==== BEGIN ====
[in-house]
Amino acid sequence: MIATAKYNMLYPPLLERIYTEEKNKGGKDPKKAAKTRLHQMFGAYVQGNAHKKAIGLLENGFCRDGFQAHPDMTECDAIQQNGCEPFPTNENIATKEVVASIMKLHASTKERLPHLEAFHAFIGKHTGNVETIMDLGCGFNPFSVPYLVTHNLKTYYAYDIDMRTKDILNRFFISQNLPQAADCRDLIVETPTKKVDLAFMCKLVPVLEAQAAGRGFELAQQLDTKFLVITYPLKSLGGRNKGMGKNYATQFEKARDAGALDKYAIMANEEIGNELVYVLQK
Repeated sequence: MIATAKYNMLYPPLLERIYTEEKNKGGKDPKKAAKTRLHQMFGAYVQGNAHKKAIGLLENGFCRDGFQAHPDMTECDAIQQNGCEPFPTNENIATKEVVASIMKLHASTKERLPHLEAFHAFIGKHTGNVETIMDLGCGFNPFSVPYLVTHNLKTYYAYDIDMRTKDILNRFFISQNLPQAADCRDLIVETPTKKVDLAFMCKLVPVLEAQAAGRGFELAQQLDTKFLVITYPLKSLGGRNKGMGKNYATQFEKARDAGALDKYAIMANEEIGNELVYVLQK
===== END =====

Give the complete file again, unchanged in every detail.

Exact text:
[in-house]
Amino acid sequence: MIATAKYNMLYPPLLERIYTEEKNKGGKDPKKAAKTRLHQMFGAYVQGNAHKKAIGLLENGFCRDGFQAHPDMTECDAIQQNGCEPFPTNENIATKEVVASIMKLHASTKERLPHLEAFHAFIGKHTGNVETIMDLGCGFNPFSVPYLVTHNLKTYYAYDIDMRTKDILNRFFISQNLPQAADCRDLIVETPTKKVDLAFMCKLVPVLEAQAAGRGFELAQQLDTKFLVITYPLKSLGGRNKGMGKNYATQFEKARDAGALDKYAIMANEEIGNELVYVLQK
Repeated sequence: MIATAKYNMLYPPLLERIYTEEKNKGGKDPKKAAKTRLHQMFGAYVQGNAHKKAIGLLENGFCRDGFQAHPDMTECDAIQQNGCEPFPTNENIATKEVVASIMKLHASTKERLPHLEAFHAFIGKHTGNVETIMDLGCGFNPFSVPYLVTHNLKTYYAYDIDMRTKDILNRFFISQNLPQAADCRDLIVETPTKKVDLAFMCKLVPVLEAQAAGRGFELAQQLDTKFLVITYPLKSLGGRNKGMGKNYATQFEKARDAGALDKYAIMANEEIGNELVYVLQK